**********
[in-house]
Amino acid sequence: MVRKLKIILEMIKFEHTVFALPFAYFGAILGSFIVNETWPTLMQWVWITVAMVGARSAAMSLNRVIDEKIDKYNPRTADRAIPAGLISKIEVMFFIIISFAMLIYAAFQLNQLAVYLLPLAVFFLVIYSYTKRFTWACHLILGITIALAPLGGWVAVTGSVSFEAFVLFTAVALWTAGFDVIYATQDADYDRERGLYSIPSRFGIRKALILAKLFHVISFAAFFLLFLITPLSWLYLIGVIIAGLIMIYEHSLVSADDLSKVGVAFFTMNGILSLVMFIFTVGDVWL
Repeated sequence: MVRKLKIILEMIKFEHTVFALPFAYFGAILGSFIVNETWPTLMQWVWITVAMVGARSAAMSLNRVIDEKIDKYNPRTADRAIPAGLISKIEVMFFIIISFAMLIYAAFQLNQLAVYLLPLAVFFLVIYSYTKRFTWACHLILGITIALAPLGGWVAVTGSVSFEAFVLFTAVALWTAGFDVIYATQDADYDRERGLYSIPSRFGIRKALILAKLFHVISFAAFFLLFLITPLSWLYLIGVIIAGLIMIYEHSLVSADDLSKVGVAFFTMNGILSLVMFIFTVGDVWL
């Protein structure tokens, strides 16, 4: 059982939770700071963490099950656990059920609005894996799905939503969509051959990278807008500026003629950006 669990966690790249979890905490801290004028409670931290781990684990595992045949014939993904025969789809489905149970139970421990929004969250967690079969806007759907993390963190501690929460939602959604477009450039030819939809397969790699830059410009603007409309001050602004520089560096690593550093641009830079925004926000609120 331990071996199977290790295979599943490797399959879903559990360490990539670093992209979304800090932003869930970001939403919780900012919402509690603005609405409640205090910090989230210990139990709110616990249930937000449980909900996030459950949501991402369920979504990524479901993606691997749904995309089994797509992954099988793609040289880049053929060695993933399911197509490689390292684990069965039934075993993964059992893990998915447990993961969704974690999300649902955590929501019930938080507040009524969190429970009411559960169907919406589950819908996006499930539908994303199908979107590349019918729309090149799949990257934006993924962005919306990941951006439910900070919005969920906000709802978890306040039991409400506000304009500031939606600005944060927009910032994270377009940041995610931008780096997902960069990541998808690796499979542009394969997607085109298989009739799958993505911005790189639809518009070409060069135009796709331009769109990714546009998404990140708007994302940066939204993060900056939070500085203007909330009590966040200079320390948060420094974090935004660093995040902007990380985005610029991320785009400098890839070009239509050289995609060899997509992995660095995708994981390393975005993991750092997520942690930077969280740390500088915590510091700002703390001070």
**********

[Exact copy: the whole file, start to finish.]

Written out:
[in-house]
Amino acid sequence: MVRKLKIILEMIKFEHTVFALPFAYFGAILGSFIVNETWPTLMQWVWITVAMVGARSAAMSLNRVIDEKIDKYNPRTADRAIPAGLISKIEVMFFIIISFAMLIYAAFQLNQLAVYLLPLAVFFLVIYSYTKRFTWACHLILGITIALAPLGGWVAVTGSVSFEAFVLFTAVALWTAGFDVIYATQDADYDRERGLYSIPSRFGIRKALILAKLFHVISFAAFFLLFLITPLSWLYLIGVIIAGLIMIYEHSLVSADDLSKVGVAFFTMNGILSLVMFIFTVGDVWL
Repeated sequence: MVRKLKIILEMIKFEHTVFALPFAYFGAILGSFIVNETWPTLMQWVWITVAMVGARSAAMSLNRVIDEKIDKYNPRTADRAIPAGLISKIEVMFFIIISFAMLIYAAFQLNQLAVYLLPLAVFFLVIYSYTKRFTWACHLILGITIALAPLGGWVAVTGSVSFEAFVLFTAVALWTAGFDVIYATQDADYDRERGLYSIPSRFGIRKALILAKLFHVISFAAFFLLFLITPLSWLYLIGVIIAGLIMIYEHSLVSADDLSKVGVAFFTMNGILSLVMFIFTVGDVWL
């Protein structure tokens, strides 16, 4: 059982939770700071963490099950656990059920609005894996799905939503969509051959990278807008500026003629950006 669990966690790249979890905490801290004028409670931290781990684990595992045949014939993904025969789809489905149970139970421990929004969250967690079969806007759907993390963190501690929460939602959604477009450039030819939809397969790699830059410009603007409309001050602004520089560096690593550093641009830079925004926000609120 331990071996199977290790295979599943490797399959879903559990360490990539670093992209979304800090932003869930970001939403919780900012919402509690603005609405409640205090910090989230210990139990709110616990249930937000449980909900996030459950949501991402369920979504990524479901993606691997749904995309089994797509992954099988793609040289880049053929060695993933399911197509490689390292684990069965039934075993993964059992893990998915447990993961969704974690999300649902955590929501019930938080507040009524969190429970009411559960169907919406589950819908996006499930539908994303199908979107590349019918729309090149799949990257934006993924962005919306990941951006439910900070919005969920906000709802978890306040039991409400506000304009500031939606600005944060927009910032994270377009940041995610931008780096997902960069990541998808690796499979542009394969997607085109298989009739799958993505911005790189639809518009070409060069135009796709331009769109990714546009998404990140708007994302940066939204993060900056939070500085203007909330009590966040200079320390948060420094974090935004660093995040902007990380985005610029991320785009400098890839070009239509050289995609060899997509992995660095995708994981390393975005993991750092997520942690930077969280740390500088915590510091700002703390001070």